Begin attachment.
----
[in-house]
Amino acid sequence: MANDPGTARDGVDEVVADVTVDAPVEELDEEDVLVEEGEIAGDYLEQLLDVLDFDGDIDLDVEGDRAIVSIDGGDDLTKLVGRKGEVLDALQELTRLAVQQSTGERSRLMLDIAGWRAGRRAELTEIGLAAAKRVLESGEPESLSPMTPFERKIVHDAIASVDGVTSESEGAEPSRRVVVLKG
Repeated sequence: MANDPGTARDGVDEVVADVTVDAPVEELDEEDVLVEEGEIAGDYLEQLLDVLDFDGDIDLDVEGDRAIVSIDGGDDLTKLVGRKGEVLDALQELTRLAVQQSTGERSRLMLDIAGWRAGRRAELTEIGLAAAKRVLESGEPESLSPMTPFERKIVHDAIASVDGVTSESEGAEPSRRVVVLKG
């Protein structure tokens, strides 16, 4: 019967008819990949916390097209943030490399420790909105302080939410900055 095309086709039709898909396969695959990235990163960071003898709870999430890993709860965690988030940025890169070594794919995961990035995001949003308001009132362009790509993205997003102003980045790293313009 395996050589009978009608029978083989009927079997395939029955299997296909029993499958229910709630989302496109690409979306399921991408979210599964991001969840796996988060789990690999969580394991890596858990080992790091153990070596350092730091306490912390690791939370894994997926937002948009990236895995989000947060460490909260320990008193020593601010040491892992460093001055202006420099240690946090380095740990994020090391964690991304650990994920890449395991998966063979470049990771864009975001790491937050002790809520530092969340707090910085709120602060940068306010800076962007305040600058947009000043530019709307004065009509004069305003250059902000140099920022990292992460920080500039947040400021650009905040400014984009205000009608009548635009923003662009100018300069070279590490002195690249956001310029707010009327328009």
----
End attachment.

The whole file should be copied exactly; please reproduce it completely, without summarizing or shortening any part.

[in-house]
Amino acid sequence: MANDPGTARDGVDEVVADVTVDAPVEELDEEDVLVEEGEIAGDYLEQLLDVLDFDGDIDLDVEGDRAIVSIDGGDDLTKLVGRKGEVLDALQELTRLAVQQSTGERSRLMLDIAGWRAGRRAELTEIGLAAAKRVLESGEPESLSPMTPFERKIVHDAIASVDGVTSESEGAEPSRRVVVLKG
Repeated sequence: MANDPGTARDGVDEVVADVTVDAPVEELDEEDVLVEEGEIAGDYLEQLLDVLDFDGDIDLDVEGDRAIVSIDGGDDLTKLVGRKGEVLDALQELTRLAVQQSTGERSRLMLDIAGWRAGRRAELTEIGLAAAKRVLESGEPESLSPMTPFERKIVHDAIASVDGVTSESEGAEPSRRVVVLKG
């Protein structure tokens, strides 16, 4: 019967008819990949916390097209943030490399420790909105302080939410900055 095309086709039709898909396969695959990235990163960071003898709870999430890993709860965690988030940025890169070594794919995961990035995001949003308001009132362009790509993205997003102003980045790293313009 395996050589009978009608029978083989009927079997395939029955299997296909029993499958229910709630989302496109690409979306399921991408979210599964991001969840796996988060789990690999969580394991890596858990080992790091153990070596350092730091306490912390690791939370894994997926937002948009990236895995989000947060460490909260320990008193020593601010040491892992460093001055202006420099240690946090380095740990994020090391964690991304650990994920890449395991998966063979470049990771864009975001790491937050002790809520530092969340707090910085709120602060940068306010800076962007305040600058947009000043530019709307004065009509004069305003250059902000140099920022990292992460920080500039947040400021650009905040400014984009205000009608009548635009923003662009100018300069070279590490002195690249956001310029707010009327328009």